Guess what? That gorgeous Website you launched last year is already nearly out of date. 

Online platforms of all kinds are becoming increasingly important in every facet of American life, and the technology is changing so quickly that if you miss a beat, you’ll fall behind.

While aquatics professionals don’t need to be high-tech wizards, maintaining a cursory knowledge of the latest Web trends can go a long way toward big benefits for your facility, and your career.

“To combat increased competition, every single pool operator should have a detailed plan to increase or improve marketing efficiency, community outreach, swimmer safety, staff training, staff retention and revenue generation,” says John Oliver, marketing and safety specialist at West Bend Mutual Insurance Co. “In 2012, and beyond, there is zero chance of effectively making these improvements without an online presence, updated communication tools and a willingness to embrace new technology.”

To help you speak the language with your IT folks, here are six trends in Web design that are changing the look and functionality of today’s Internet.

1. Responsive design. The smartphone is changing the way people view the Internet. In fact, 25 percent of Americans do most of their Web surfing on phones rather than computers, according to a Pew Internet Project report. Web design now must accommodate screens of all sizes, from phones to tablets to laptops.

“Responsive Web design” is a new concept using fluid grids that allow a site to auto-scale its layout and design to fit the screen being used. The alternative is building an entirely separate site optimized specifically for mobile. Choosing which option is best for your business depends on your budget and site’s content.

Redesigning an existing site to be responsive will cost more than creating a separate mobile site, but building a responsive site from scratch costs less than building either a traditional or a mobile site. As another option, vendors such as WordPress provide Web site templates that accommodate responsive design into which you can more easily migrate your information.

A word of caution: Highly interactive sites with lots of video and images will run slower on mobile devices, even when made responsive. In these cases, it’s best to create a separate, scaled-down mobile site.

2. New languages. The mobile revolution is affecting Web design down to the basics. Most sites are built using HTML (to create the skeleton) and CSS (to control the aesthetics). The newest iterations, HTML5 and CSS3, are fully functional on mobile screens.

Another advantage of HTML5 is its ability to support audio and video without a Flash player, which doesn’t work properly on many mobile devices. Once dominant in Web design, Flash is quickly being replaced by jQuery, which uses the JavaScript language to create slide shows, pop-ups, forms and other effects.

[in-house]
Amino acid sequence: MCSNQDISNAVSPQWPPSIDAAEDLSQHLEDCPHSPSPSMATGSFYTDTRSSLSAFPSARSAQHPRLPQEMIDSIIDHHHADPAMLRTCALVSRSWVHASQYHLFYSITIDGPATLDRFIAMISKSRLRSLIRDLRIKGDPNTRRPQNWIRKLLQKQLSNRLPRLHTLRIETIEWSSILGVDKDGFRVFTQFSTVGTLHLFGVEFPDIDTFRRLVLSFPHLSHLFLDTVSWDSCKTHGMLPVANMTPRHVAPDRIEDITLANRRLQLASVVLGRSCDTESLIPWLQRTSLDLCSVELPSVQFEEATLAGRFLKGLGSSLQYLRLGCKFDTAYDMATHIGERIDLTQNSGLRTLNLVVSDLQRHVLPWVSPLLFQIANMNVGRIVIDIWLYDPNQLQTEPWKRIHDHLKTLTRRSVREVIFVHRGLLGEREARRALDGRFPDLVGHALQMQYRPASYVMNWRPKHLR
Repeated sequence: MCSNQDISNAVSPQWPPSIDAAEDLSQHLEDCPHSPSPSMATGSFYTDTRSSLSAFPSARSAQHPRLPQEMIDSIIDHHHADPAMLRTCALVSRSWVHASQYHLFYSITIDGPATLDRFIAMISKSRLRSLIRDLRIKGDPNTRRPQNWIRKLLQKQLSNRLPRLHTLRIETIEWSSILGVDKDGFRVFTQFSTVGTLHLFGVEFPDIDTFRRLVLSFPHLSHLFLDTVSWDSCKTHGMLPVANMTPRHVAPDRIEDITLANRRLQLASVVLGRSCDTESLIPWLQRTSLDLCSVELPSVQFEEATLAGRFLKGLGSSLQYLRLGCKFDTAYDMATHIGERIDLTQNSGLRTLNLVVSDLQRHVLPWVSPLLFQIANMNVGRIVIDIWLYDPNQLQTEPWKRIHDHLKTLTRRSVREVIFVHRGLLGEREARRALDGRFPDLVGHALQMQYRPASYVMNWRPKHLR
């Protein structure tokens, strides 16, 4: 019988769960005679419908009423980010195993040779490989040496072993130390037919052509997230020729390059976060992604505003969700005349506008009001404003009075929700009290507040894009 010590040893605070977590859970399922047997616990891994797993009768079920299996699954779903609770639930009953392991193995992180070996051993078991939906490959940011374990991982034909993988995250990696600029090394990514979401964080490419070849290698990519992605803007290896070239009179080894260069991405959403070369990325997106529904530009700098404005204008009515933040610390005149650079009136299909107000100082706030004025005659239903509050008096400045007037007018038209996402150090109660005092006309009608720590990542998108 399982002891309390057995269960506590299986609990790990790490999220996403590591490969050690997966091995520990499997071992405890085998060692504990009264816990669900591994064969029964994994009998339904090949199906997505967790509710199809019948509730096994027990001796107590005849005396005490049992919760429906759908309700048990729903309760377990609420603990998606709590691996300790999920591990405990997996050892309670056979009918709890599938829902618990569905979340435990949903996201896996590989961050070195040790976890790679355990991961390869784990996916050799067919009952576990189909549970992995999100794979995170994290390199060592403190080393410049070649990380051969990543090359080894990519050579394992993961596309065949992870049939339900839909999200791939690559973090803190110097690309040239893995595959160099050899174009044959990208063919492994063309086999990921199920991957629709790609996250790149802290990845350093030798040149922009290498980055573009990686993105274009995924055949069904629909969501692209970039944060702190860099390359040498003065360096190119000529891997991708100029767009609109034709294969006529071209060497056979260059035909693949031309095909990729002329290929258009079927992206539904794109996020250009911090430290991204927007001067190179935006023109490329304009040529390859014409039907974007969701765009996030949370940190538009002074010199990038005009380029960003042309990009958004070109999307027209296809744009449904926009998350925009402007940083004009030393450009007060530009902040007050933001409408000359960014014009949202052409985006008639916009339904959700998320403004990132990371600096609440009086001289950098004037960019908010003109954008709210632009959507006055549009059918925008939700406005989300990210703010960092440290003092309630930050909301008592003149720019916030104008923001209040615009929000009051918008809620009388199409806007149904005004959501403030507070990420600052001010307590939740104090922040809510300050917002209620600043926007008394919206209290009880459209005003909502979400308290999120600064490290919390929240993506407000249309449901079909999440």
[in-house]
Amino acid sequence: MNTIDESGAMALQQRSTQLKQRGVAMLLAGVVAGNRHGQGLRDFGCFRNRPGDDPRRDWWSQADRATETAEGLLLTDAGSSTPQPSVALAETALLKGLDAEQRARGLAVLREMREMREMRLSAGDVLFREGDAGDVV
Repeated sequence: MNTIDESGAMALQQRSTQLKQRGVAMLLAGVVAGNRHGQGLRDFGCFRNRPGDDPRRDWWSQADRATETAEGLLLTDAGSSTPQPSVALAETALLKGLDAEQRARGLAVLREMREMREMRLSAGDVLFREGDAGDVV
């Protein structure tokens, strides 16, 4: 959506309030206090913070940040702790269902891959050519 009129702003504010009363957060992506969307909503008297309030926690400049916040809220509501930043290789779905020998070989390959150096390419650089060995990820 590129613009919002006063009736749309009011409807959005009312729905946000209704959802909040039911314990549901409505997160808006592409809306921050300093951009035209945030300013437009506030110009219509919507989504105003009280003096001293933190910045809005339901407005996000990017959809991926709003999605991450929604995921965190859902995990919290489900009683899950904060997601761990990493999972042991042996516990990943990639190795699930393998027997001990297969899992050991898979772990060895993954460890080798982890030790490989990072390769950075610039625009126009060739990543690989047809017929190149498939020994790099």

3. Simple look. Site designs are becoming increasingly minimalist and sharply focused on user needs. Intuitive interfaces with fewer pages and elements make navigation easy. The goal is to impress users with valuable content around a key idea, not dazzle them with design or overwhelm them with marketing messages.

4. Super-sized. Focusing on minimalism will force designers to find new ways to create visual impact and make a lasting impression. Expect to see more oversized logos and large background images. Headers may take up the entire page, but allow users to scroll down for more content rather than forcing them to click anything.

Large photos that make a big statement also are increasing in popularity (see Facebook’s new timeline design). Expect to see more sites incorporating high-resolution images as page backgrounds that demand attention.

5. Custom typography. If your site still uses Times New Roman and Arial, it may soon look as old-fashioned as a flip-phone. In the past, fancy typefaces required designers to build images that bogged down a site’s performance. That has all changed.

New custom-font tools such as Google Web Fonts, Typekit, CSS Typeset, Typetester, and What the Font, allow designers to embed a bit of JavaScript code into their CSS style and — voila! — the fonts are automatically displayed without slowing the site or forcing users to download anything.

6. Social media integration. It is already nearly impossible to find a Website without social media features, but until recently, these elements were relegated to the footer as an afterthought. Expect Facebook, Twitter and the like to take starring roles as tools to increase interactivity.

By making it easier for visitors to connect and share content, it’s possible to boost customer engagement and unique Web traffic.